in a far less interesting and rewarding way. It’s not a return to the emotional fragility of her walking-off-stage-midsong years, but rather a discovery of a bland, tiresome and vacuous delivery style replete with vocal tics and mannerisms that wouldn’t sound out of place coming from an Australian Idol contestant’s idea of what smoky, ersatz bar jazz should sound like. Take for example Metal Heart from Moon Pix, which has been stripped of all its sparse edgy glory to be unnecessarily reborn as a plodding, vacant dirge. Exception can be made for her Dylan ode, Song to Bobby, but even its inclusion is a cheat – it’s an original. Long time collaborator Jim White is back, not that you’d know from the uninspired rhythms, and Judah Bauer charts some mediocre blues riffing light years from his explosive years. On the surface, Jukebox sounds like an obvious successor to the vastly superior The Greatest, but the feeling of emptiness engulfs quickly so that forty minutes spent with it represents wasted opportunity and an empty experience. JUSTIN HOOK Disfear Live the Storm (Relapse) WOOOOAAARRRGGGHHH!!!! It’s the only term that can accurately encapsulate the utter filth, fury and goddamn realness of this record. Swedes Disfear, the kings of this thing known as D-Beat (look it up on Wikipedia, I don’t have enough space to explain here), have really done the business with this, their sixth bona fide full-length. The sheer heaviness inherent here is staggering, and I really don’t think I can do this record justice with mere words. All I can say is you’ll get a massive surge of adrenaline every time you insert this and press play, and, well, just make sure anything in the vicinity regarded by your loved ones as ‘precious’ is strapped down safely for the duration. Utterly monstrous, near perfect, look – if you love Motorhead, Discharge, Christ, anything heavy, really, just put this down and go out and buy the thing now. SCOTT ADAMS High Contrast Watch the Ride (Mix Series) (Harmless/Inertia) And so marks another fantastic contribution to the world of drum ‘n’ bass by fro-sporting old timer Lincoln

‘High Contrast’ Barrett. The man has turned his deft ear for melodic cum hard-hitting tunes by plucking 25 little sonic nuggets and masterfully lacing them together. Like all good mix CDs, Barrett mimics a well built live set, bookending proceedings with some delightful dabs of old school rave (catch that intro piano), and guiding us through the prerequisite peaks and troughs. With a running time of a little over an hour, the mix moves swiftly, with decent sized blends deftly executed that exhibit, unlike the TC mix in this series, much thought on the sound and mood of the tune that follows. It’s a joy from start to finish, but the smooth energy hits a peak on Danny Byrd’s future gurn classic Labyrinth, before charging all the way to the finish. An enjoyable reminder of how drum ‘n’ bass can be like a smack in the face with a velvet fist. ALLAN SKO K.D. Lang Watershed (Nonesuch) K.D. Lang’s new album Watershed is like a musical version of my year nine time table. This album, produced by Lang herself, introduces you to a musical spectrum that includes pop (general studies), country (agriculture), some Latin rhythms (Latin) and a bit of Level 1 French with the track Je fais la planche (I don’t know what it means either) to broaden the young mind. On a different level the lyrics are poetically wise. I Dream of Spring introduces the album with the words “she arrives like Autumn in a rain storm,” and in the track Once in a While, Lang pens the lyrics “love beyond reason is a love so hard to find”. But if you have no flare for poetry, foreign languages and Latin, loving this album will make you fall in love with its mellow and unobtrusive sounds. Lang, who hasn’t released original material since her 2000 album Invincible Summer, has impressed on her return to our musical consciousness. Watershed was released February 5 and debuted at number three on the ARIA charts; this placement is definitely well deserved. Invest in your education and get a copy of this album. Public education works! EVA LUBULWA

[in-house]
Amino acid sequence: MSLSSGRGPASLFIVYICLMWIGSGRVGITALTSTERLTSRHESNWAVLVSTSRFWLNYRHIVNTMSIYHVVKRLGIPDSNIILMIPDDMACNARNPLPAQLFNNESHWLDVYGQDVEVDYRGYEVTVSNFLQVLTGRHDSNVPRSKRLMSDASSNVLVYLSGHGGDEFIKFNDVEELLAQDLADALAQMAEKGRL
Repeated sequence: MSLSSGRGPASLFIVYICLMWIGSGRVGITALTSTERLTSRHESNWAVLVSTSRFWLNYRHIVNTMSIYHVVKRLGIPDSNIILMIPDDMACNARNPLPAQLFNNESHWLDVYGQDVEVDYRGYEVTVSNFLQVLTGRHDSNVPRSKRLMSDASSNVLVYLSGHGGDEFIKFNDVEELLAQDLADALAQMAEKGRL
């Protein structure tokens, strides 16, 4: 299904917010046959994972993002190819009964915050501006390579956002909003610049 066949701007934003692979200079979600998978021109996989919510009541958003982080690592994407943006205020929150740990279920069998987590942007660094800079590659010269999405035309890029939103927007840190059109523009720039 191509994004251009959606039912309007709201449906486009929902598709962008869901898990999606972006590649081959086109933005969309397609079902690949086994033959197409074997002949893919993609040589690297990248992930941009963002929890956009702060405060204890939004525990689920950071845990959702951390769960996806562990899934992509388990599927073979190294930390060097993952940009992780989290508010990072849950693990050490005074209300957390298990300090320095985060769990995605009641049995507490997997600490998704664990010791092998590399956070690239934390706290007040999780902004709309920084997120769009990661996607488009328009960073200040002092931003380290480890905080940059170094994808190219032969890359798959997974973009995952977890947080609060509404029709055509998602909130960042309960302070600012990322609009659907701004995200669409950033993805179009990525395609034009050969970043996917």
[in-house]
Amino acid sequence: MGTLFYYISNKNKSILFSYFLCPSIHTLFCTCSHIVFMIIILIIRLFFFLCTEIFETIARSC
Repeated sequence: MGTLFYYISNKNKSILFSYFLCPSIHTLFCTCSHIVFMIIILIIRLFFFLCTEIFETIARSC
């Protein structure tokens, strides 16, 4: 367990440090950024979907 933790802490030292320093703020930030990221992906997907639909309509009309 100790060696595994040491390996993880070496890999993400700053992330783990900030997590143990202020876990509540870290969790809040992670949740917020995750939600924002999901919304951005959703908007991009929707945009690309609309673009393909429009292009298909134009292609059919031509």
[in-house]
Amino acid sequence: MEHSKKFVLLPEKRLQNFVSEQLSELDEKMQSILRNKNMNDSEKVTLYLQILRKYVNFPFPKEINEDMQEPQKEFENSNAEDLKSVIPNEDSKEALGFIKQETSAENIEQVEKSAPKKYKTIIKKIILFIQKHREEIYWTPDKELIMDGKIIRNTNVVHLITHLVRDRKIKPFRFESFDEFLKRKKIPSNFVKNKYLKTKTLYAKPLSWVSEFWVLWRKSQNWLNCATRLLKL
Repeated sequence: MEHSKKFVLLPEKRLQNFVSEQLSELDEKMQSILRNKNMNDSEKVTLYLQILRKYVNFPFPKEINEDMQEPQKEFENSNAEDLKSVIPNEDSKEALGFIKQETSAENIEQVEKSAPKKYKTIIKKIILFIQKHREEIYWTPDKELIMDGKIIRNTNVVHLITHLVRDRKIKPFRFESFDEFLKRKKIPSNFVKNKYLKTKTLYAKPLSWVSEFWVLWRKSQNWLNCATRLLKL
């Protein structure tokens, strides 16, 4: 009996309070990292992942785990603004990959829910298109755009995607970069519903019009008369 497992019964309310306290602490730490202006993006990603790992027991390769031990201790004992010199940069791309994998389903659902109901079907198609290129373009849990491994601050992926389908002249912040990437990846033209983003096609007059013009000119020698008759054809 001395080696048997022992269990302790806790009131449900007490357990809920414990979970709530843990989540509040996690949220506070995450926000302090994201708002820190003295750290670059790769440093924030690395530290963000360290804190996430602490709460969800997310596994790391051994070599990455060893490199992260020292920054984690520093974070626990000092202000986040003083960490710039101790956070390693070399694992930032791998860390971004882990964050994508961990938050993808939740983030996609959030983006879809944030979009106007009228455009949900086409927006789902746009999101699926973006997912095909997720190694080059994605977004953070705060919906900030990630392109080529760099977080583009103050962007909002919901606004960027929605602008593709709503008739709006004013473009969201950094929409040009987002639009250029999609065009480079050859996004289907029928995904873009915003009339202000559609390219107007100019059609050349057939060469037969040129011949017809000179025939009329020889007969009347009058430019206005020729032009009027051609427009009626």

Nick Cave & The Bad Seeds Dig, Lazarus, Dig!!! (Mute) When Nick Cave was inducted into the ARIA Hall of Fame last year, the expected excoriations didn’t quite eventuate as predicted. Yes, there were a few snipes, but the most appealing moment was Cave’s gracious decision to overrule the ARIA committee and self induct members of The Birthday Party and The Bad Seeds, for whilst his name has become synonymous with epic, gothic, dark tales from the squalid gutter to the needle to the tender bedroom of late, it could never have happened without those rotating bunch of glorious musicians, in their own right assisting Cave paint the picture. On Dig, Lazarus, Dig!!! The Bad Seeds certainly aren’t the same opiate, wiry band of Tender Prey, but the churning intensity is still there, hidden beneath the grinding sludge noise of Albert Goes West and the too obviously self-referential it can’t be true We Call Upon The Author. Through it all Cave’s storytelling abilities remain almost peerless, commanding a unique ability to thrust the listener into the author’s world in an instant – I’d happily rank American Music Club’s Mark Eitzel with him, and equally happily dismiss John Darnielle on the spot. It’s the remarkably vivid places and characters (Larry as Lazarus, Albert wigging out on a dude ranch and a late appearance by Deanna) he conjures with precise word selection that elevates this album to the upper limits of The Bad Seeds discography. And for those complaining of Ellis’ input somehow muddying The Bad Seeds’ legacy and throwing his focus off with the swamp blues side project, you’re utterly missing the point as Cave himself explains on Jesus of the Moon: “I’m more afraid of things staying the same/’Cause the game is never won/By standing in one place too long”. Long may they never stand still. JUSTIN HOOK

BMA Mag 298 03 Apr 2008  

Canberra's FREE Entertainment Guide

BMA Mag 298 03 Apr 2008  

Canberra's FREE Entertainment Guide